Proper Patient Positioning Guidelines: Lateral Position

June 19, 2018
lateral positioning

Lateral position is when the patient is positioned with the non-operative side placed on the surgical surface. Proper alignment, adequate stabilization and support of extremities with sufficient padding minimize integumentary, circulatory and musculoskeletal injury and are tools for good positioning. The perioperative team must be trained in good positioning techniques. However, even the most ideal techniques can result in tissue damage when poorly designed positioning equipment is purchased and used. Commercial OR table pads and positioning equipment are designed to reduce pressure and help prevent tissue injuries in surgical patients.

A positioner or contoured headrest (eg, gel or foam) can be used to position the patient’s head and protect nerves in the head and face. Use of a Horseshoe Head positioner can help reduce the risks of ocular pressure by offloading the area. The patient’s dependent leg should be flexed at the hip and knee, the upper leg should be straight and supported with an approved positioner between the legs, dependent knee, ankle, and foot should be padded. Supports should not press against the abdomen to avoid impairing venous drainage from the lower limbs. Pegboard with padding can be used to hold the patient in a lateral position. The Lateral positioning device is designed to give the security of the pegboard, but not the difficulty to clean. Beanbag immobilizer is a positioner-type device that molds around the patient and is also commonly used for lateral positioning.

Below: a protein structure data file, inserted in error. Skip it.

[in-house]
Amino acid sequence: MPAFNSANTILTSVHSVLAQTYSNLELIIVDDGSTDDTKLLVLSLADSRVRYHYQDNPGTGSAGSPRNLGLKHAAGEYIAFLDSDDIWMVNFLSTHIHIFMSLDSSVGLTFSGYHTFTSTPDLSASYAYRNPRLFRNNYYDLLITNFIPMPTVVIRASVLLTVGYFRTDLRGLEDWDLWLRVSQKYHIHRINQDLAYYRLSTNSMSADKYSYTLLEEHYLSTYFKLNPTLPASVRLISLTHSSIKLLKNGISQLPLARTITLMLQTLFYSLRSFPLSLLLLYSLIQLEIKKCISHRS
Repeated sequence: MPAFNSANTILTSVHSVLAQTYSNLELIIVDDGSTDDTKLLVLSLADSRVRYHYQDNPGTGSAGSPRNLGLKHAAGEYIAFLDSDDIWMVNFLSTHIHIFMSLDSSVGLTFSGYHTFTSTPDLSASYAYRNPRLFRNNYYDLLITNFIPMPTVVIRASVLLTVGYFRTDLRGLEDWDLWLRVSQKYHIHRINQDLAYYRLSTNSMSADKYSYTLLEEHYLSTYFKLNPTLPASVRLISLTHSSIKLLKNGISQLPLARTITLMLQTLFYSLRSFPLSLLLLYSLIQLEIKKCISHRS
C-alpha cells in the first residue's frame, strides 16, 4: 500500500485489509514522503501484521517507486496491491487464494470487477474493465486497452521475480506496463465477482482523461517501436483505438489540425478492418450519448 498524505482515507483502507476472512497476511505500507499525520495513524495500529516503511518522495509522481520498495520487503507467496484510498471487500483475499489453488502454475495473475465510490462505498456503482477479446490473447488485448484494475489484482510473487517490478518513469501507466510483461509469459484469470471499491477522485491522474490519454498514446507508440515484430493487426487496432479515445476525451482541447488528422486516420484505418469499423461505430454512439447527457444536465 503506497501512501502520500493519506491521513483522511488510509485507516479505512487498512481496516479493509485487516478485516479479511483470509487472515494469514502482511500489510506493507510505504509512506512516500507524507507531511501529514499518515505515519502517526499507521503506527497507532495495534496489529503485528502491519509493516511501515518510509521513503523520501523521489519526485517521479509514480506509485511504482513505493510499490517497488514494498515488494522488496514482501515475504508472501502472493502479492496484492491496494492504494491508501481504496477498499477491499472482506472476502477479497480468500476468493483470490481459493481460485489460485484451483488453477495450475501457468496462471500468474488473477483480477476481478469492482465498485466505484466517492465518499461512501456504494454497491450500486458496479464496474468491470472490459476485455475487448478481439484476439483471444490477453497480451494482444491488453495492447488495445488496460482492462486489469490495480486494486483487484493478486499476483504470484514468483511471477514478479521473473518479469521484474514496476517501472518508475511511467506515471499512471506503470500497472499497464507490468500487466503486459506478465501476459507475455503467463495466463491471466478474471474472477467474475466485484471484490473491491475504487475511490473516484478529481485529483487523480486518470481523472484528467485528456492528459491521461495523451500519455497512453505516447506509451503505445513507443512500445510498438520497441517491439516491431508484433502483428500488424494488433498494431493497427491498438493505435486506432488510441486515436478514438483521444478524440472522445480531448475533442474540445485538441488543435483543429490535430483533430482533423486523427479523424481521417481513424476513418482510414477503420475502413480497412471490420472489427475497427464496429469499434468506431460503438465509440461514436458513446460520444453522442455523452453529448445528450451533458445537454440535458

Tape has been historically used on occasion to secure patients or one of their extremities into position. Another barrier should be used so that the tape does not come in direct contact with the patient’s skin. An assessment for tape allergy should precede any use of tape for any reason. It is important to understand that tape should not be utilized as an option if single-use or easy to clean straps are available. The adhesive left behind on the skin or equipment can harbor bacteria and lead to an infection risk and cause harm to sensitive skin. Positioning straps function like tape without the residue. They are also more versatile and with many commercial products, they can be easily trimmed to the desired length1 and can often be used on tables without side rails.

References

  1. Burlingame B, Davidson J, Denholm B, et al. Guideline for positioning the patient. Guidelines for Perioperative Practice. 2017;1. DOI: 10.6015/psrp.17.01.e1.
animated positioning graphic

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